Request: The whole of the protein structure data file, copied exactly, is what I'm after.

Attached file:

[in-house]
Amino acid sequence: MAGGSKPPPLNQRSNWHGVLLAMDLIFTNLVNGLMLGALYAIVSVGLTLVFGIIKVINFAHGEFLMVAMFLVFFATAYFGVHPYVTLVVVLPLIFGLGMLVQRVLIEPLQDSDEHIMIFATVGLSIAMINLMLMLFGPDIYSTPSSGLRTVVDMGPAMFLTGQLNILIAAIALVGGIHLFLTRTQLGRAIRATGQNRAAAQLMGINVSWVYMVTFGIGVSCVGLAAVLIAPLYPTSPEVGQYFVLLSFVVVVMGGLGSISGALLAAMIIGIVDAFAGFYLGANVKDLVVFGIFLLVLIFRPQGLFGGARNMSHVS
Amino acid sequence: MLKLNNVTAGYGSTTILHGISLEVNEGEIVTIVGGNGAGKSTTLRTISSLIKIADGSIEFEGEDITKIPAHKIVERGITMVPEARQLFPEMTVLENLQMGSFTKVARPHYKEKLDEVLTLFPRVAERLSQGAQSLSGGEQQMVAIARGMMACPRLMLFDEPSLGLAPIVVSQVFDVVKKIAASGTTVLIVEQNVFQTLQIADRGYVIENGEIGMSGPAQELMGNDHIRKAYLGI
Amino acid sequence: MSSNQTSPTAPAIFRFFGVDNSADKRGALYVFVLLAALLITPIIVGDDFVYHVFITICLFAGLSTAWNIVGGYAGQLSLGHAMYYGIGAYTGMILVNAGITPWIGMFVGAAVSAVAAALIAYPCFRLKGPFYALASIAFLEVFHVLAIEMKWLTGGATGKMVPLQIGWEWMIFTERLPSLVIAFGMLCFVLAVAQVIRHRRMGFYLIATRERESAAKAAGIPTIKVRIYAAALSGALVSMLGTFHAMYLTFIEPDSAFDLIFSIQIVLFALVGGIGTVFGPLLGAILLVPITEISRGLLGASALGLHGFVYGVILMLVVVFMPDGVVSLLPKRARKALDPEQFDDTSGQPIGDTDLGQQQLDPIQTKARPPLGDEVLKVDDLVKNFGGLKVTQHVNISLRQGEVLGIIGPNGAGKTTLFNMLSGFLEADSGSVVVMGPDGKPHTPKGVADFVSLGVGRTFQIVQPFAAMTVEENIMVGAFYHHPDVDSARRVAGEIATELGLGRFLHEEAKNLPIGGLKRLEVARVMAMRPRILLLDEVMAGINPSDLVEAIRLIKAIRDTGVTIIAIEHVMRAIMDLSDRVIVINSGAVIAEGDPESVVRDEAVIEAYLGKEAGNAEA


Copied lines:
[in-house]
Amino acid sequence: MAGGSKPPPLNQRSNWHGVLLAMDLIFTNLVNGLMLGALYAIVSVGLTLVFGIIKVINFAHGEFLMVAMFLVFFATAYFGVHPYVTLVVVLPLIFGLGMLVQRVLIEPLQDSDEHIMIFATVGLSIAMINLMLMLFGPDIYSTPSSGLRTVVDMGPAMFLTGQLNILIAAIALVGGIHLFLTRTQLGRAIRATGQNRAAAQLMGINVSWVYMVTFGIGVSCVGLAAVLIAPLYPTSPEVGQYFVLLSFVVVVMGGLGSISGALLAAMIIGIVDAFAGFYLGANVKDLVVFGIFLLVLIFRPQGLFGGARNMSHVS
Amino acid sequence: MLKLNNVTAGYGSTTILHGISLEVNEGEIVTIVGGNGAGKSTTLRTISSLIKIADGSIEFEGEDITKIPAHKIVERGITMVPEARQLFPEMTVLENLQMGSFTKVARPHYKEKLDEVLTLFPRVAERLSQGAQSLSGGEQQMVAIARGMMACPRLMLFDEPSLGLAPIVVSQVFDVVKKIAASGTTVLIVEQNVFQTLQIADRGYVIENGEIGMSGPAQELMGNDHIRKAYLGI
Amino acid sequence: MSSNQTSPTAPAIFRFFGVDNSADKRGALYVFVLLAALLITPIIVGDDFVYHVFITICLFAGLSTAWNIVGGYAGQLSLGHAMYYGIGAYTGMILVNAGITPWIGMFVGAAVSAVAAALIAYPCFRLKGPFYALASIAFLEVFHVLAIEMKWLTGGATGKMVPLQIGWEWMIFTERLPSLVIAFGMLCFVLAVAQVIRHRRMGFYLIATRERESAAKAAGIPTIKVRIYAAALSGALVSMLGTFHAMYLTFIEPDSAFDLIFSIQIVLFALVGGIGTVFGPLLGAILLVPITEISRGLLGASALGLHGFVYGVILMLVVVFMPDGVVSLLPKRARKALDPEQFDDTSGQPIGDTDLGQQQLDPIQTKARPPLGDEVLKVDDLVKNFGGLKVTQHVNISLRQGEVLGIIGPNGAGKTTLFNMLSGFLEADSGSVVVMGPDGKPHTPKGVADFVSLGVGRTFQIVQPFAAMTVEENIMVGAFYHHPDVDSARRVAGEIATELGLGRFLHEEAKNLPIGGLKRLEVARVMAMRPRILLLDEVMAGINPSDLVEAIRLIKAIRDTGVTIIAIEHVMRAIMDLSDRVIVINSGAVIAEGDPESVVRDEAVIEAYLGKEAGNAEA